Bloody Caesar

 

Did you know this maxim was attributed to Philip II of Macedonia and was heavily used by both Caesar and Napoleon?

Also, did you know that it covers a lot more than ‘divide and conquer’?

For instance, a rather successful computer game and a problem solving methodology  that recommends the original problem be divided into smaller, and hence easier to manage, sub-problems.

Going back to the original meaning I must admit that both the ancient Macedonians and the ancient Romans made ‘good’ use of it. Alexandre the Great had conquered everything between Greece and India while the Ancient Rome had been, for a while, the most powerful empire known to man.

In more modern times the same strategy had been used by Germany, among others. Again, with relative success. During WWI the Kaiser had facilitated Lenin’s access to Russia and by doing so he had split the coalition he was trying to defeat – as a result of this manoeuvre Russia had asked for a separate peace treaty, eventually signed at Brest Litovsk. During WWII Hitler took great care to keep Russia at bay while he conquered the Western part of Europe.

Now the same strategy is being used by Vladimir Vladimirovich Putin, the current Czar of Russia.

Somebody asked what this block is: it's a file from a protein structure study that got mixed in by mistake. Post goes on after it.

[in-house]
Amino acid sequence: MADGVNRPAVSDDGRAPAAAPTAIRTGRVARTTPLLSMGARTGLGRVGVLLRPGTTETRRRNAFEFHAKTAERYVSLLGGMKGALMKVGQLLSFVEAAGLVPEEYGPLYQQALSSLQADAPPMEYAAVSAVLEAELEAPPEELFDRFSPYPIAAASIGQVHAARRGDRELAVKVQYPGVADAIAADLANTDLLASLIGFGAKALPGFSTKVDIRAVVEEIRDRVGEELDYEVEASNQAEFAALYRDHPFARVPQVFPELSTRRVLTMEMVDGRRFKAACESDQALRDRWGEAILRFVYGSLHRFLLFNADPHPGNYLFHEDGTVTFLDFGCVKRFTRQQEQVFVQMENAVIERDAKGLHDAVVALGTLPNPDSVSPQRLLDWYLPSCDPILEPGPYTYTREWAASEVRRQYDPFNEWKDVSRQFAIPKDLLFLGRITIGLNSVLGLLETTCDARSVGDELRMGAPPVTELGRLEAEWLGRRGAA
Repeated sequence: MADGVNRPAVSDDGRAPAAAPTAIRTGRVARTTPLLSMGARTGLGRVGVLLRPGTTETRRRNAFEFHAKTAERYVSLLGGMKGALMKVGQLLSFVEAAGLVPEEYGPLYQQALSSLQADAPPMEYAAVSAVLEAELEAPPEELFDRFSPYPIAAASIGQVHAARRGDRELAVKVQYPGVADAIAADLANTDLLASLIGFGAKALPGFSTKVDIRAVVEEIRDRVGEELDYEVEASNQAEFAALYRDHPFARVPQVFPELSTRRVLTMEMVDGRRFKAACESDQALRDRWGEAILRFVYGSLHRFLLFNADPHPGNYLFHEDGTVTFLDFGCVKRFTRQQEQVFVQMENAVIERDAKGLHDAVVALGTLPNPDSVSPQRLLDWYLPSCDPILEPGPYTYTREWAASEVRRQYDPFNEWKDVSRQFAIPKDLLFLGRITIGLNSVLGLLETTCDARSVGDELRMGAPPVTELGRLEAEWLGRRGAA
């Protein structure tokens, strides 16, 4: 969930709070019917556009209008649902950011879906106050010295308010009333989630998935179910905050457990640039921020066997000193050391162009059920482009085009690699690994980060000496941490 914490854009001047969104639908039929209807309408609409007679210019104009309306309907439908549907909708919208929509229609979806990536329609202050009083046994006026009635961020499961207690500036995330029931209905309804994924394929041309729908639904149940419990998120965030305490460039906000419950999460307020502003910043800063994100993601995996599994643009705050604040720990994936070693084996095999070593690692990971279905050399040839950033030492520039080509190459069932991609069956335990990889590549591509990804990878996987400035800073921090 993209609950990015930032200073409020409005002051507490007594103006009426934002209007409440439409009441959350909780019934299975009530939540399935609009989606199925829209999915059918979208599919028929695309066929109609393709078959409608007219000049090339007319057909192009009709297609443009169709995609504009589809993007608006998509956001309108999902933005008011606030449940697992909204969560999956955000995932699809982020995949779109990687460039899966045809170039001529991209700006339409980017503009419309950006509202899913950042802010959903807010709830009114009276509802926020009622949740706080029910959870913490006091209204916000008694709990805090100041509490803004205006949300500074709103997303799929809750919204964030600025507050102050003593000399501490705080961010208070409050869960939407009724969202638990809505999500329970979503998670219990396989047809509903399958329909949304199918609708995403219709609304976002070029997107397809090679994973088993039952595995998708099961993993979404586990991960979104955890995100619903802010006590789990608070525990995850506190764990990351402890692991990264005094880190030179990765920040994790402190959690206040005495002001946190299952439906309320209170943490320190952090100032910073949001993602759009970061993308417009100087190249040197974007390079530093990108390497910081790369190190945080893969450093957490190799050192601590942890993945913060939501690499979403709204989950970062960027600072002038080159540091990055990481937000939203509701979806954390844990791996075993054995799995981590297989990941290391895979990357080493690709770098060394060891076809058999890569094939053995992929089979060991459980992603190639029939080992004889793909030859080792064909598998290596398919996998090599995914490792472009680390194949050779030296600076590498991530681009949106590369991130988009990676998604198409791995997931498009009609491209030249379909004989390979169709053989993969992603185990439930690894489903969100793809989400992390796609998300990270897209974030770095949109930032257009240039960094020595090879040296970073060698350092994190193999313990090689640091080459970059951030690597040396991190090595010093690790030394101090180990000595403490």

On Sunday, March 22, 2015, Sankt Petersburg – Putin’s birth place and political trampoline – hosted the Russian Conservative Forum. It was attended by a “a motley crew of representatives of fringe right-wing political organizations in Europe and the United States” which “including Hitler apologists, Holocaust deniers, apartheid fans, and a Russian skinhead who once decapitated a puppy as a publicity stunt, gave it an air of dark surrealism. Speakers condemned the U.S. as the enslaver of Europe and sang the praises of Russian President Vladimir Putin, holding up Russia as the last fortress of Christendom in the war waged on it by liberalism and multiculturalism.
“In the West, we are brainwashed to hate Vladimir Putin,” said British anti-abortion-rights campaigner Jim Dowson. He went on to say that Russia is blessed to be ruled by “a real man” while the U.S. is led by the “feminized” Barack Obama.”

On Tuesday, March 24, “The UN General Assembly’s budget committee … rejected a proposal submitted by Russia that called for withdrawing a July 2014 administrative ruling by UN Secretary-General Ban Ki-moon. He ordered the world body to recognize same-sex unions of any of its 60,000 global staff who wed in countries that legally recognize such partnerships.